Bentley's British breakthrough


Bentley claimed the British GT Championship this year, its first in the UK 

It’s quintessentially British (German owners aside…), but Bentley’s UK trophy chest officially has its first major championship silverware: the 2017 British GT championship.

GT convert Seb Morris and gentleman driver Rick Parfitt Jnr added the British title to those collected in Asia and the Blancpain GT Sprint Series with fourth place at Donington Park last weekend.

They were made to sweat on it, heading into the final round 10.5 points ahead but hamstrung by a 20sec success penalty for dominating the previous race at Brands Hatch. Only the Lamborghini of Phil Keen and Jon Minshaw, dominant early in the season, could stand in their way, and it was sat alongside the Continental GT3 on the second row of the grid.

Parfitt was cautious through traffic in the opening stint, pitting third behind two runaway Aston Martins. Morris crept back into the top four in a tense second stint, one spot behind reigning champion Keen’s bright Huracan, which had taken advantage of the Bentley’s penalty and was flying. A one-car buffer at least was needed but his chiseling of the gap to second place came up short by barely a second. The new Bentley Boys had done enough.

“You dream of this moment for so along,” an emotional Parfitt Jnr said afterwards, eyes glistening. “From the first time I was in GT5 I never thought I’d even last in that series. In GT4 I remember winning [at Donington] and it was a really emotional moment because it was one of the only races my father came to. We became champions and I remember taking my family into a GT3 pit and going ‘this is a car I’ll never, ever be in’. Now I’m in a Bentley.”

It’s been a difficult 12 months for Parfitt, the death of his father on Christmas Eve still hangs understandably heavy. And Parfitt Jnr himself has been battling an often crippling Crohn’s disease since the age of nine, which has hampered his racing career to date.

“I’ve had some really bad lows with Crohn’s this year,” he says. “I struggled even before the race. But this proves you can absolutely achieve your dreams.”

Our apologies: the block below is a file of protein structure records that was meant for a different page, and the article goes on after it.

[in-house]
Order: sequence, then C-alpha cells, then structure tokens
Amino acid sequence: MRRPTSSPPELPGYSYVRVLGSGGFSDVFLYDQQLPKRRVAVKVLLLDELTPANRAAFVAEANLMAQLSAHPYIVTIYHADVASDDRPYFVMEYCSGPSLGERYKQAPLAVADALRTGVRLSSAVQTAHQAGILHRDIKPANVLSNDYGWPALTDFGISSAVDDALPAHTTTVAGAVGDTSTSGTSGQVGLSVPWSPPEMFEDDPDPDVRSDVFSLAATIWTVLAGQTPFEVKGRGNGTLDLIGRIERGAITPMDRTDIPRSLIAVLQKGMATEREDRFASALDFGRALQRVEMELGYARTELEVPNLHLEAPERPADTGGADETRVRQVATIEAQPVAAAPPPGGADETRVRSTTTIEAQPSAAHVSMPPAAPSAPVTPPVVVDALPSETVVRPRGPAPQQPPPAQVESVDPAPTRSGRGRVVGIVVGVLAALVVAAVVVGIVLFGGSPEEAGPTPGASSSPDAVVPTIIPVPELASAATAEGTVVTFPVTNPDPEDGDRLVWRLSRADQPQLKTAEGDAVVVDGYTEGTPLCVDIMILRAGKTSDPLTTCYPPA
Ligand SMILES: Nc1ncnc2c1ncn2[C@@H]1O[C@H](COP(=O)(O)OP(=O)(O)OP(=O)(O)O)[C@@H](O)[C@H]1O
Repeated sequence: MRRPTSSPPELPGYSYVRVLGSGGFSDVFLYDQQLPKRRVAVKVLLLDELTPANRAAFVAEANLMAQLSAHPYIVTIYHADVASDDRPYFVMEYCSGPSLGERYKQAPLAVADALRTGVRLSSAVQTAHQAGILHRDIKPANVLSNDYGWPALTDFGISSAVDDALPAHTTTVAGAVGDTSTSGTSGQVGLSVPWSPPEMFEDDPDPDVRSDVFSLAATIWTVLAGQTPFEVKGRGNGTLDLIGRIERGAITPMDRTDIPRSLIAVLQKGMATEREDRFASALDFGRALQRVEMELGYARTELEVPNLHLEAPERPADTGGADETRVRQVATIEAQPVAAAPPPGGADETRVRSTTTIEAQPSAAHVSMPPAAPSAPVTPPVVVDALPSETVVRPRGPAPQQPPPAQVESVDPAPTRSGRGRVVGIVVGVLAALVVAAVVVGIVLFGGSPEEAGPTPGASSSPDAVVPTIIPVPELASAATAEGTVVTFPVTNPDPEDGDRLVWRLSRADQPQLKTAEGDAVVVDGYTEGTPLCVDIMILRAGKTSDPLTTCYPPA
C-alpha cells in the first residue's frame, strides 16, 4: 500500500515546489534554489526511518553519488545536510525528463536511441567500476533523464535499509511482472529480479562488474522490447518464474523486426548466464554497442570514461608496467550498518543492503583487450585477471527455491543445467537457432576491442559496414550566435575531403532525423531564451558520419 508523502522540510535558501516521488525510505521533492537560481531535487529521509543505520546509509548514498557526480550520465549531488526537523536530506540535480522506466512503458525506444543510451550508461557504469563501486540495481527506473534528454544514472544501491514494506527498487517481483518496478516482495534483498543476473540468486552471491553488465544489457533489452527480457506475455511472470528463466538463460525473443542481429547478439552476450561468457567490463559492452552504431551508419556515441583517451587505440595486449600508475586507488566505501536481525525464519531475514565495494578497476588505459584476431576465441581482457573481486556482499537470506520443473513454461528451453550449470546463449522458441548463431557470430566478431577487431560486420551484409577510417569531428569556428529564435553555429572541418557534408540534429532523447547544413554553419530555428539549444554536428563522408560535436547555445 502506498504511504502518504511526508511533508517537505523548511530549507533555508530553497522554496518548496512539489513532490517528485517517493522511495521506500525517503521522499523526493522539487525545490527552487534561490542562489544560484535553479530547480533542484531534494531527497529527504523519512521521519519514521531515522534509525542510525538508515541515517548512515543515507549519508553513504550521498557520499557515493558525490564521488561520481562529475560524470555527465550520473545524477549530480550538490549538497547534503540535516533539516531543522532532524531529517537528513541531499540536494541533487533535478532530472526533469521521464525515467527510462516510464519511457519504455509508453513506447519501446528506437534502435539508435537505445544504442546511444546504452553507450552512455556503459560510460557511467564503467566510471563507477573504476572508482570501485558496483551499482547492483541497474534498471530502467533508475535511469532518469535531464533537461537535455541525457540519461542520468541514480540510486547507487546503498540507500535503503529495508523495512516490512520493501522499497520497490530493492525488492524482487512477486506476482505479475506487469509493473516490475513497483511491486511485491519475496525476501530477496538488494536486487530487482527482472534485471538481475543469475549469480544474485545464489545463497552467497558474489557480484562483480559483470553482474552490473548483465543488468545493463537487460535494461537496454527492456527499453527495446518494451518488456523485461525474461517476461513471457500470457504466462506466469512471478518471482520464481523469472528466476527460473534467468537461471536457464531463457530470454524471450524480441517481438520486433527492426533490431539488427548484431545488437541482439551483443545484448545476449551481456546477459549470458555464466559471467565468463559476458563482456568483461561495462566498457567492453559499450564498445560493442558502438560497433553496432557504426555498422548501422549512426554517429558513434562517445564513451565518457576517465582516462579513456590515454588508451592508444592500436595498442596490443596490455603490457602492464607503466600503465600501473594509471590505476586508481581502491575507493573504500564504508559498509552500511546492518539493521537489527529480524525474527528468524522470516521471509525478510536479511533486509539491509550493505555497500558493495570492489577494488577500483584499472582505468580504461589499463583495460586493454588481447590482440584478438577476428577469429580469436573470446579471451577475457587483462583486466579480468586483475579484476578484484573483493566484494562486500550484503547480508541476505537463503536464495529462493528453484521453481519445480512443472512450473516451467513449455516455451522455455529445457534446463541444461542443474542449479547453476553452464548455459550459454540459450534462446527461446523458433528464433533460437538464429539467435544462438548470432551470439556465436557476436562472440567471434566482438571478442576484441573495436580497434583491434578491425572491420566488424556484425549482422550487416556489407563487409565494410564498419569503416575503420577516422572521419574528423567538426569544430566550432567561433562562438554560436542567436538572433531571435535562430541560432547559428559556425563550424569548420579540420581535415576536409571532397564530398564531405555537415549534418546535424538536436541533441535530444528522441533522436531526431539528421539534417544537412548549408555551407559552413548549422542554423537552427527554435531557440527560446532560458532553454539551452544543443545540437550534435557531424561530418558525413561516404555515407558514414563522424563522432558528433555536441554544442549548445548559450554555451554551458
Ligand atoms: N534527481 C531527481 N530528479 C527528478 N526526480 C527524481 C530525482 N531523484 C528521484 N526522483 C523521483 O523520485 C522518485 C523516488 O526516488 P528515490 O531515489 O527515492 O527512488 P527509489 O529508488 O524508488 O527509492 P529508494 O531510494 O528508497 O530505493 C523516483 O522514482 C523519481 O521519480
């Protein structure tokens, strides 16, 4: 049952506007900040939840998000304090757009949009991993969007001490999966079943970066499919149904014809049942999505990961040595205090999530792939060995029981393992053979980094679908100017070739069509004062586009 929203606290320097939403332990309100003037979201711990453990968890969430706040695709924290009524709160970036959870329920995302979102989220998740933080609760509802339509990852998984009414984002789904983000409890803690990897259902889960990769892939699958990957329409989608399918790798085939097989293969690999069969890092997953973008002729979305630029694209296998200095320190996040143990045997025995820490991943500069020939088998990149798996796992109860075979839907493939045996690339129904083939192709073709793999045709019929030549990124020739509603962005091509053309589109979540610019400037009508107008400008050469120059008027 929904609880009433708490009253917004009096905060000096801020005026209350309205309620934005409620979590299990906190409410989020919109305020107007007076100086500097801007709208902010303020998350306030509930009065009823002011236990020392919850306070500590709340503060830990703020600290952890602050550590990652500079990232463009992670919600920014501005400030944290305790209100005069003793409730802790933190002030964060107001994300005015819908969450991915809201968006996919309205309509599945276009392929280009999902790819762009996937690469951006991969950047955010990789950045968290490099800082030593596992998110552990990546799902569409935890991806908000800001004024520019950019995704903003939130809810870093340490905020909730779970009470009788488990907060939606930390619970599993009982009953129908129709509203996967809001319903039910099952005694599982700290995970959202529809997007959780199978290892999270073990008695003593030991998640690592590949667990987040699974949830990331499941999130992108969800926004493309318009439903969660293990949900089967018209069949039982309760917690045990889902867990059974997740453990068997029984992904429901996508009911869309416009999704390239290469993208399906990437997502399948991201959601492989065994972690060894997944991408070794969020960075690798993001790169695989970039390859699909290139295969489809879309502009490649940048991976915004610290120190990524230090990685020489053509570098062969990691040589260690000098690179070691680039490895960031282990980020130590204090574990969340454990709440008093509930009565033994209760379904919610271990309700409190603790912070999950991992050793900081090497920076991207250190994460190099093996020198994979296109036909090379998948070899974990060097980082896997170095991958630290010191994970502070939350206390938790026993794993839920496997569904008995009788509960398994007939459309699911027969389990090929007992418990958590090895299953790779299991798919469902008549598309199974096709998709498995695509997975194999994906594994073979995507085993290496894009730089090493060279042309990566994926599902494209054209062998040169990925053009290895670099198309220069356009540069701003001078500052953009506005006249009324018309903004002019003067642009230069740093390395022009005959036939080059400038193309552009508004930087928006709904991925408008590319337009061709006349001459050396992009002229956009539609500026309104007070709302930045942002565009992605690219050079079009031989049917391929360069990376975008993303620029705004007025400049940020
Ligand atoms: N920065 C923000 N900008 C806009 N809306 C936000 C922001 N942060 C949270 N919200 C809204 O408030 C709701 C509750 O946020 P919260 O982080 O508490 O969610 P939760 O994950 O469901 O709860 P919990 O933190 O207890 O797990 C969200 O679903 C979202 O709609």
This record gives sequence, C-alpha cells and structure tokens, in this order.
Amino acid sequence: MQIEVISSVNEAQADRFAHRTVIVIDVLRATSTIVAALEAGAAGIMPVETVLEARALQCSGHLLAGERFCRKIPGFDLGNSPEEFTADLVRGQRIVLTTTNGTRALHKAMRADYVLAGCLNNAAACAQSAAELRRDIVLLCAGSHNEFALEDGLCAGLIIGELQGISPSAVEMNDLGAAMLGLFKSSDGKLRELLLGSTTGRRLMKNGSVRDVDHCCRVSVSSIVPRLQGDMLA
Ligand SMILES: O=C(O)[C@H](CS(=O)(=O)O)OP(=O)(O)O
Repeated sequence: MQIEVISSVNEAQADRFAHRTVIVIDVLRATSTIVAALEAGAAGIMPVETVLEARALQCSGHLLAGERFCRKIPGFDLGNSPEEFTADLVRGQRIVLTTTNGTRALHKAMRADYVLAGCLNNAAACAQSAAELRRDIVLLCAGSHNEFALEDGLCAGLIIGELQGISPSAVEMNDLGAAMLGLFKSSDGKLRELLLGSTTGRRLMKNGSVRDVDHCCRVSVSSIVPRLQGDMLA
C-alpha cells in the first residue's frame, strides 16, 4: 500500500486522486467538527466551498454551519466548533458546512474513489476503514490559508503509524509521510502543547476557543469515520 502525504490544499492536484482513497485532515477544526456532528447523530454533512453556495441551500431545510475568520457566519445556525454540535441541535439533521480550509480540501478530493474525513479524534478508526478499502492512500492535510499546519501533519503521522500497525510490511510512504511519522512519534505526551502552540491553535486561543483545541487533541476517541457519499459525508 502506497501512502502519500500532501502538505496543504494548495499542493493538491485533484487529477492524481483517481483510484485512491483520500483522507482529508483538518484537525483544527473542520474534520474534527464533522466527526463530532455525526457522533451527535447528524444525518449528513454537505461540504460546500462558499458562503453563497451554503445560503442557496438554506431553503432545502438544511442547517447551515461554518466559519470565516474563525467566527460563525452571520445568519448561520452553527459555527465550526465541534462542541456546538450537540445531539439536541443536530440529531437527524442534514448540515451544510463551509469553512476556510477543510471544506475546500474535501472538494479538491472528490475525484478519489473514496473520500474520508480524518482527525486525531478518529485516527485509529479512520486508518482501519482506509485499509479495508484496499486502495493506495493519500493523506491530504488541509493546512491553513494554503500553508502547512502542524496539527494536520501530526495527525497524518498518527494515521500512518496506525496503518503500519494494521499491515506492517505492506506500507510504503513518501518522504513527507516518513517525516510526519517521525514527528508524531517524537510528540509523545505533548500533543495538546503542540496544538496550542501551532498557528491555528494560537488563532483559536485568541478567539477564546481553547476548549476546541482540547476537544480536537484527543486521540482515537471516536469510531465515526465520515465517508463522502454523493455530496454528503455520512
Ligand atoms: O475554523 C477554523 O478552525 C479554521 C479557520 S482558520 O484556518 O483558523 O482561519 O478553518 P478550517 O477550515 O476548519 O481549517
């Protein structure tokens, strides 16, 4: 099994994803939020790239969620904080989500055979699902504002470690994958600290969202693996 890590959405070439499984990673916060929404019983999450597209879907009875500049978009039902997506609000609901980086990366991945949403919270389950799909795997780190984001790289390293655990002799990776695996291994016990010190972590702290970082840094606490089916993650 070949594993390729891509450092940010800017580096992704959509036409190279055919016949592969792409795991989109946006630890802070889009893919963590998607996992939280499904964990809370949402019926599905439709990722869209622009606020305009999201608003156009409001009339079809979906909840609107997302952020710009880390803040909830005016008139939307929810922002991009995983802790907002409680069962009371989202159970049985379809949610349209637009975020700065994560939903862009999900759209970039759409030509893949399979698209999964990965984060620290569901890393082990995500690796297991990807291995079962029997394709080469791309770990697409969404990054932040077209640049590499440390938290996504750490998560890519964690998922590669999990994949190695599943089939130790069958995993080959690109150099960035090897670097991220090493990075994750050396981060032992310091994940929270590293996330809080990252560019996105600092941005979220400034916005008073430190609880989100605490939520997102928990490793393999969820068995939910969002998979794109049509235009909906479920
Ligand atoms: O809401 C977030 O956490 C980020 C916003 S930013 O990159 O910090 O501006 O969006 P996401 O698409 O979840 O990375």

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He joined forces with Morris and Bentley ahead of the 2016 season, swapping the Ginetta stable he’d been so used to for Bentley’s, and it was always a two-year plan for the pairing. Yet this second year almost didn’t happen at all.

“It was so late to the table this season that we just got the sponsorship together weeks before the first race. No one saw us coming that first year and to do so well was great, but we’ve just gelled as a team and become a brilliant pairing. It’s been a happy pit, you know? It is a really amazing team spirit; [team owner] Stuart Parker was just crying. I’m on the verge because I’m remembering my dad when he was here, I had a moment at Silverstone and I’ve had a big moment here but so far I’ve held it together because everyone keeps taking the Mickey out of me for blubbing!”

The magnitude of the win is certainly not lost on him, and he’s now a bona fide Bentley Boy.

“We’ve delivered Bentley its first ever domestic title, that’s something I will always remember. We won the Royal Automobile Club Tourist Trophy at Silverstone, that’s something I’m absolutely always going to remember, I’m the first champion of GT4 and GT3, that’s another; I’ve achieved quite a lot this year. I can’t believe it.”

With a new Continental road car on the way, and a GT3 version surely not far off, it could be the perfect send-off.

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